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US in no position to lecture Yemenis, Iranians on bilateral ties: Ministry spokesman

Iranian Foreign Ministry spokesman reacts to interventionist remarks by a US official commenting on Iran’s relations with Yemen, saying Washington had better end its now-years-long atrocities against the impoverished nation than advise it on its ties with the outside world.

“The US has underwritten 5yrs of Saudi-led slaughter in Yemen,” Saeed Khatibzadeh tweeted on Thursday.

He was referring to the United States’ unreserved military, logistical, and political support for the 2015 war that Saudi Arabia and its allies have waged against Yemen to restore the country’s Riyadh-allied officials.

The war has killed tens of thousands of Yemenis and forced the Arab world’s already poorest country close to the edge of outright famine. The overall situation has, according to the United Nations, turned Yemen into the scene of the world’s “worst” humanitarian crisis.

“Its (the US’) abuse of diplo (diplomatic) cover is also notorious: just ask ex-spymaster @SecPompeo (US Secretary of State Mike Pompeo),” Khatibzadeh added, referring to Washington’s political patronage for the conflagration that has been facilitated by former CIA chief and current top diplomat Pompeo among other senior American officials.

“US is thus in NO position to lecture Yemenis & Iranians abt (about) their bilat (bilateral) ties,” the Iranian official added, declaring, “Better to end your crimes & malign presence in our region.”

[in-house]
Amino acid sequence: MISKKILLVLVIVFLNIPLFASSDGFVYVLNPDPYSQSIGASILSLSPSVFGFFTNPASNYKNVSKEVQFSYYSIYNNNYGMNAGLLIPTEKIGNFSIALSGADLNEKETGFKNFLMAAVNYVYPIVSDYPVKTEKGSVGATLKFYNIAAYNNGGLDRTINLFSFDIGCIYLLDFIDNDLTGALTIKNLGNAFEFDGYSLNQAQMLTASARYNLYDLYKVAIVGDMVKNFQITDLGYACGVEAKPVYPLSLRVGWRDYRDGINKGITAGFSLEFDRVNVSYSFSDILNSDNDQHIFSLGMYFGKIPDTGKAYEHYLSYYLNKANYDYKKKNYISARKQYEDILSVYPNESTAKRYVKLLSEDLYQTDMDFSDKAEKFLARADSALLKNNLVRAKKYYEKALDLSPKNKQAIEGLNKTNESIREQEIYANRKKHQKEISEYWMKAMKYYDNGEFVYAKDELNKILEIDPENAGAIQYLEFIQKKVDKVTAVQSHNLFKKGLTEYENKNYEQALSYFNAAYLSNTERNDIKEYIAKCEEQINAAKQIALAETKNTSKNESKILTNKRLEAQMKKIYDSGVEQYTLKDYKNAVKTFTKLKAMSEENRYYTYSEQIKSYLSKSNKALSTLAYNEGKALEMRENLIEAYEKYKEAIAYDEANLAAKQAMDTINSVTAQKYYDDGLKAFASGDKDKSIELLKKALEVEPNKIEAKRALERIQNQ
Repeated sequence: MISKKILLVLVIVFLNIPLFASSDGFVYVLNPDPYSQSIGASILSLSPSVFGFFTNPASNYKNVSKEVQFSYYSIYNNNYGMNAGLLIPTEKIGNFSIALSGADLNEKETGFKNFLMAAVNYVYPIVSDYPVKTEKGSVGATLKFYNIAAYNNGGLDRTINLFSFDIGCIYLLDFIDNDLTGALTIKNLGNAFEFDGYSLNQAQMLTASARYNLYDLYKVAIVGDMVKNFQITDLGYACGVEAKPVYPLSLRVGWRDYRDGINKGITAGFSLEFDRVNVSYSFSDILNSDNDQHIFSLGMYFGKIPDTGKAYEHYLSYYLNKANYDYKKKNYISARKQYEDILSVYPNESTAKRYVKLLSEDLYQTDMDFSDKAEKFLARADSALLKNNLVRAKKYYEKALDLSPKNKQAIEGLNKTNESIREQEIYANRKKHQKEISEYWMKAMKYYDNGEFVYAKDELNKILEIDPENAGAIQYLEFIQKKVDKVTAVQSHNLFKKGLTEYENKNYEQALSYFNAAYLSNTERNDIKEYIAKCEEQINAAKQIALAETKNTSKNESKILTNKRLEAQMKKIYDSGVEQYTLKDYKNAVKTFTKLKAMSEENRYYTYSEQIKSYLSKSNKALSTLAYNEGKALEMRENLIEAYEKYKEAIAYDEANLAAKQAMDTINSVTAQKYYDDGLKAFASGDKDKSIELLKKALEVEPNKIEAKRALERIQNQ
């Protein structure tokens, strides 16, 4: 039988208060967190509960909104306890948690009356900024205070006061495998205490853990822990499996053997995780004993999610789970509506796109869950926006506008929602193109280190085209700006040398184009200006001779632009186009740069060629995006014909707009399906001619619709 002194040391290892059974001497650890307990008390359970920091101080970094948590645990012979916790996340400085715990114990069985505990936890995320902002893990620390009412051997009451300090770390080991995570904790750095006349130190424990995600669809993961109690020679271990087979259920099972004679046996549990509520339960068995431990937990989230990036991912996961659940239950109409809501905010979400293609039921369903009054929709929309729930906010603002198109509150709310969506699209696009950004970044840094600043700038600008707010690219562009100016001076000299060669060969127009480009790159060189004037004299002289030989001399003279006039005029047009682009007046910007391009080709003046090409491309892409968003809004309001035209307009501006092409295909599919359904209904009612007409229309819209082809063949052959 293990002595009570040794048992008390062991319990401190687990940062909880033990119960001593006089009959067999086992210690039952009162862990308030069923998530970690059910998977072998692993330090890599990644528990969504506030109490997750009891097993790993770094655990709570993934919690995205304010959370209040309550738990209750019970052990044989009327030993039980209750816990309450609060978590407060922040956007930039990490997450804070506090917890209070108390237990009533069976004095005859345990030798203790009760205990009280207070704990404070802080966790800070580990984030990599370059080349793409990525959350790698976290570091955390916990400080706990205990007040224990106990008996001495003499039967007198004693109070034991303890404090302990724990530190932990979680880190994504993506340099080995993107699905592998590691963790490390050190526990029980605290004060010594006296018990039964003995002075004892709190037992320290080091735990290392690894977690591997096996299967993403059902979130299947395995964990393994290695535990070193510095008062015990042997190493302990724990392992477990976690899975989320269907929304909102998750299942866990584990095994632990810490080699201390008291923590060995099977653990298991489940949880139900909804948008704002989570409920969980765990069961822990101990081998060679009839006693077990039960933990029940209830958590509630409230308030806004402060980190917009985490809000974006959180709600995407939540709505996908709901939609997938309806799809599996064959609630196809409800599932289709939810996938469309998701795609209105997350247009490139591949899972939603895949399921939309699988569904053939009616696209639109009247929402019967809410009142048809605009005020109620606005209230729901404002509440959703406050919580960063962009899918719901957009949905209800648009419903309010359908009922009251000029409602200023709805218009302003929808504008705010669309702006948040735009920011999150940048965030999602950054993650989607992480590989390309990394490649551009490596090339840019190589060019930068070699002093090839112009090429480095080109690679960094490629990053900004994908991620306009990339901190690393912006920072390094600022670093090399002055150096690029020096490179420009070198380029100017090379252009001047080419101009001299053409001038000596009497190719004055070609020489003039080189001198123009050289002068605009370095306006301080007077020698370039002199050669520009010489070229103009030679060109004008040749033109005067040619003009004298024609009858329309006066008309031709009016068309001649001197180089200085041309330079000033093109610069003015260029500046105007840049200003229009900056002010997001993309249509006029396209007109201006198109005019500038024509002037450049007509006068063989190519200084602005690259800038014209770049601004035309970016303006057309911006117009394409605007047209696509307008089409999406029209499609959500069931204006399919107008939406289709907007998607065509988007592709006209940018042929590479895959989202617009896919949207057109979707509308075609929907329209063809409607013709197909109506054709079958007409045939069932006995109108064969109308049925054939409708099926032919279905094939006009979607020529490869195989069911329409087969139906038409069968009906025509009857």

Khatibzadeh’s comments came a day after US State Department spokeswoman Morgan Ortagus issued a raft of meddlesome remarks on Iran-Yemen bilateral relations.

She had addressed Iran’s recent appointment of Hassan Irloo as its new ambassador to Yemen, claiming that the Islamic Republic had “smuggled” the official into the Yemeni capital Sana’a. This is while Khatibzadeh himself has verified the appointment and Iran’s reputable news agencies have widely reported on the development.

Ortagus also alleged that Irloo was representing Iran to Yemen’s Houthi “militias.” The Yemeni popular defense movement, also known as Ansarullah, took over managing the country’s affairs after Yemen’s former Saudi-backed government fled to Riyadh amid a power crisis and refused to stay behind and negotiate power with the Houthis.

The Houthis have also been defending their country against the Saudi-led and US-backed war by allying themselves with the Yemeni Army and popular committees, something that has won the praise of the nation and rallied it around the cause of resistance.

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